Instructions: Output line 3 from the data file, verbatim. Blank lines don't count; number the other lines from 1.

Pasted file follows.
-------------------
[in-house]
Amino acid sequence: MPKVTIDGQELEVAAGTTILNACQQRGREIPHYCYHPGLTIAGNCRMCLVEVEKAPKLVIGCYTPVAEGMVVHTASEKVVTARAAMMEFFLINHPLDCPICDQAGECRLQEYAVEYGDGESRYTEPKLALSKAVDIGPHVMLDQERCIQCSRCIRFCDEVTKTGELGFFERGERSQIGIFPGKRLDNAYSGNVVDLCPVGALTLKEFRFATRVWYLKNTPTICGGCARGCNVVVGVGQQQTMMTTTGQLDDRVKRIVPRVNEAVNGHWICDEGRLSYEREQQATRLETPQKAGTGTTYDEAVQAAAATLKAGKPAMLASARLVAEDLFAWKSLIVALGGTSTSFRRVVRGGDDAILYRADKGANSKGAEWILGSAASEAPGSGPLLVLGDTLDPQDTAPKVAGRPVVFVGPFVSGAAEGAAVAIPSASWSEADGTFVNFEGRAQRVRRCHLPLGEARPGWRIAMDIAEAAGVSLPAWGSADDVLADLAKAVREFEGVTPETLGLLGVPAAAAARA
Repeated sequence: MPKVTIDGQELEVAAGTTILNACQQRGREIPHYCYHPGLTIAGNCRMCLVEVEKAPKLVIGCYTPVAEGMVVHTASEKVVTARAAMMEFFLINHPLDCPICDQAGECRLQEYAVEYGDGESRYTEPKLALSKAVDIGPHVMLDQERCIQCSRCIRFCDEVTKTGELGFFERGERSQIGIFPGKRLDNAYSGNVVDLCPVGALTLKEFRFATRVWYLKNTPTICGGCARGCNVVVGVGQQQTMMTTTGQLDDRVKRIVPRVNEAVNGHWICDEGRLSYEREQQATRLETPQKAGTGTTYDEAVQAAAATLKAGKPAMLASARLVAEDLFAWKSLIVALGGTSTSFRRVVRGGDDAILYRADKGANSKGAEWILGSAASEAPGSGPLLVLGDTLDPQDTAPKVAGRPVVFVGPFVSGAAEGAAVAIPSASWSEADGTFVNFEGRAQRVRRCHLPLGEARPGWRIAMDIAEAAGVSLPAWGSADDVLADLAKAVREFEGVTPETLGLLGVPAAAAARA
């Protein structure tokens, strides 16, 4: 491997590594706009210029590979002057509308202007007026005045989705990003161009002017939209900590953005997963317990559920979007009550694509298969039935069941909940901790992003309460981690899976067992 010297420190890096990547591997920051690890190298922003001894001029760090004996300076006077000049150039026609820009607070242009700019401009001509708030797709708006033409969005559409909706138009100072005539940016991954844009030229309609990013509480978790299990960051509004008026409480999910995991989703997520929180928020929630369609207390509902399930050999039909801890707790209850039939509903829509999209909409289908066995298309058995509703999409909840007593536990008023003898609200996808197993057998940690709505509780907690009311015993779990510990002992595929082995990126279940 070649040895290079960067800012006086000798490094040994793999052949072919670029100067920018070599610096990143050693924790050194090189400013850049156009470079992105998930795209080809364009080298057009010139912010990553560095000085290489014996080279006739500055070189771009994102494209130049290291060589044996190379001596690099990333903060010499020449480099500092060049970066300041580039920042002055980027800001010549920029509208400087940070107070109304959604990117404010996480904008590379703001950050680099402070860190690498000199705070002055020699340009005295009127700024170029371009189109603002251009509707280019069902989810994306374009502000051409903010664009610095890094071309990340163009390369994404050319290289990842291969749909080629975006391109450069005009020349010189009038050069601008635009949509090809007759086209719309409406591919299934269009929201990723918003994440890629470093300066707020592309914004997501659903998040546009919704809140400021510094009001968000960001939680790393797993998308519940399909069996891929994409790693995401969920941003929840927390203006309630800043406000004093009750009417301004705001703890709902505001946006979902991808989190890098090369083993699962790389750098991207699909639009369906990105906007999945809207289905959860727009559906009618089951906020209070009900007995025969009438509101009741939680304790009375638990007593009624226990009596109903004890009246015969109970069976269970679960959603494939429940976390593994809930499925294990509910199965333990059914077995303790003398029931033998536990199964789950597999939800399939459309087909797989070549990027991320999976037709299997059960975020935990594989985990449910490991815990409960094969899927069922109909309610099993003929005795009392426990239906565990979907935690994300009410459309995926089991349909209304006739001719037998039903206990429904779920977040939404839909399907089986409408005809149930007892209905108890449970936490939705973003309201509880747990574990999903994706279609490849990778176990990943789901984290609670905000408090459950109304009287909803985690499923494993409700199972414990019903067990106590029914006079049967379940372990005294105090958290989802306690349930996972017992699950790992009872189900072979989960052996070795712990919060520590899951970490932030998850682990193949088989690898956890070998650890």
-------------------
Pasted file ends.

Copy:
Repeated sequence: MPKVTIDGQELEVAAGTTILNACQQRGREIPHYCYHPGLTIAGNCRMCLVEVEKAPKLVIGCYTPVAEGMVVHTASEKVVTARAAMMEFFLINHPLDCPICDQAGECRLQEYAVEYGDGESRYTEPKLALSKAVDIGPHVMLDQERCIQCSRCIRFCDEVTKTGELGFFERGERSQIGIFPGKRLDNAYSGNVVDLCPVGALTLKEFRFATRVWYLKNTPTICGGCARGCNVVVGVGQQQTMMTTTGQLDDRVKRIVPRVNEAVNGHWICDEGRLSYEREQQATRLETPQKAGTGTTYDEAVQAAAATLKAGKPAMLASARLVAEDLFAWKSLIVALGGTSTSFRRVVRGGDDAILYRADKGANSKGAEWILGSAASEAPGSGPLLVLGDTLDPQDTAPKVAGRPVVFVGPFVSGAAEGAAVAIPSASWSEADGTFVNFEGRAQRVRRCHLPLGEARPGWRIAMDIAEAAGVSLPAWGSADDVLADLAKAVREFEGVTPETLGLLGVPAAAAARA